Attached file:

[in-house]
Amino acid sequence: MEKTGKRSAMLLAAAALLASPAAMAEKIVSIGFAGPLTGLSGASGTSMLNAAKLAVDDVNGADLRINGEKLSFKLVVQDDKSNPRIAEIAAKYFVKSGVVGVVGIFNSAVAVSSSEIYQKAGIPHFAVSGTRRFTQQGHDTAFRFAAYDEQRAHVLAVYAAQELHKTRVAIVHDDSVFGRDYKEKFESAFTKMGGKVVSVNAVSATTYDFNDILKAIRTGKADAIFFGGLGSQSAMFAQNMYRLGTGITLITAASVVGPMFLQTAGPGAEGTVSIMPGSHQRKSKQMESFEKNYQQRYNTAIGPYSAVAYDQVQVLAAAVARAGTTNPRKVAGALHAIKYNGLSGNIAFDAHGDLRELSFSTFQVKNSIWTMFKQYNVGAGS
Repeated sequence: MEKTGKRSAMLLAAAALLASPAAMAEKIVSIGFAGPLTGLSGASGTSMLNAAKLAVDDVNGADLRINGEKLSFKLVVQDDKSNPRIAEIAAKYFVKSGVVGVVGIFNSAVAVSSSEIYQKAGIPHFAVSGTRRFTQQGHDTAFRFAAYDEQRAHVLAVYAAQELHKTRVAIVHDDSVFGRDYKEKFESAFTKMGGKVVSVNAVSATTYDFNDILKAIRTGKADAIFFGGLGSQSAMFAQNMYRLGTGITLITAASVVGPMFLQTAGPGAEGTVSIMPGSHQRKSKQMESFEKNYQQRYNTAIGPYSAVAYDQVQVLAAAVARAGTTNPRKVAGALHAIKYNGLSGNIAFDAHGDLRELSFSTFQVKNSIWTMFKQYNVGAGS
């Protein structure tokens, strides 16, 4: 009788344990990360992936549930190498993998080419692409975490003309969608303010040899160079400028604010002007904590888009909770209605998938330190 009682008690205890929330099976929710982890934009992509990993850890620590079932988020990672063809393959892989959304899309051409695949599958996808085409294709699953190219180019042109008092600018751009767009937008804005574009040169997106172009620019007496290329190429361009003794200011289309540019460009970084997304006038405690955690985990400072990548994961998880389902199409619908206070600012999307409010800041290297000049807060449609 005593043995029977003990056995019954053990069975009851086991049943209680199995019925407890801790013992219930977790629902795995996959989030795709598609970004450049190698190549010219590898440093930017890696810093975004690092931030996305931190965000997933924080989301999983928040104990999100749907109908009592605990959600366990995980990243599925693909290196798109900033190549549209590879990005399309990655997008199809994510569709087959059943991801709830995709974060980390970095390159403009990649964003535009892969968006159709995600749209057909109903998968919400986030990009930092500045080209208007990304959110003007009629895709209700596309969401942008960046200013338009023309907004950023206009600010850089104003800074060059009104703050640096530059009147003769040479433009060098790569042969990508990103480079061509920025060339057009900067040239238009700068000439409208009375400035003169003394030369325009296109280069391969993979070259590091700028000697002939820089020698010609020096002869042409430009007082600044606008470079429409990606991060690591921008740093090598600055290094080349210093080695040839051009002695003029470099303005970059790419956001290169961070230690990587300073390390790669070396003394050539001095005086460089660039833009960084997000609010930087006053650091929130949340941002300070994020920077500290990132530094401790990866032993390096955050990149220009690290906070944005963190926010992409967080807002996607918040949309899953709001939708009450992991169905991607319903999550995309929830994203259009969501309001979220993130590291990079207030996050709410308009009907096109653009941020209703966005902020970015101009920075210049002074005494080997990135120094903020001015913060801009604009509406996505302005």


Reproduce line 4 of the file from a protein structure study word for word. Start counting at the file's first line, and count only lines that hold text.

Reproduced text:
């Protein structure tokens, strides 16, 4: 009788344990990360992936549930190498993998080419692409975490003309969608303010040899160079400028604010002007904590888009909770209605998938330190 009682008690205890929330099976929710982890934009992509990993850890620590079932988020990672063809393959892989959304899309051409695949599958996808085409294709699953190219180019042109008092600018751009767009937008804005574009040169997106172009620019007496290329190429361009003794200011289309540019460009970084997304006038405690955690985990400072990548994961998880389902199409619908206070600012999307409010800041290297000049807060449609 005593043995029977003990056995019954053990069975009851086991049943209680199995019925407890801790013992219930977790629902795995996959989030795709598609970004450049190698190549010219590898440093930017890696810093975004690092931030996305931190965000997933924080989301999983928040104990999100749907109908009592605990959600366990995980990243599925693909290196798109900033190549549209590879990005399309990655997008199809994510569709087959059943991801709830995709974060980390970095390159403009990649964003535009892969968006159709995600749209057909109903998968919400986030990009930092500045080209208007990304959110003007009629895709209700596309969401942008960046200013338009023309907004950023206009600010850089104003800074060059009104703050640096530059009147003769040479433009060098790569042969990508990103480079061509920025060339057009900067040239238009700068000439409208009375400035003169003394030369325009296109280069391969993979070259590091700028000697002939820089020698010609020096002869042409430009007082600044606008470079429409990606991060690591921008740093090598600055290094080349210093080695040839051009002695003029470099303005970059790419956001290169961070230690990587300073390390790669070396003394050539001095005086460089660039833009960084997000609010930087006053650091929130949340941002300070994020920077500290990132530094401790990866032993390096955050990149220009690290906070944005963190926010992409967080807002996607918040949309899953709001939708009450992991169905991607319903999550995309929830994203259009969501309001979220993130590291990079207030996050709410308009009907096109653009941020209703966005902020970015101009920075210049002074005494080997990135120094903020001015913060801009604009509406996505302005």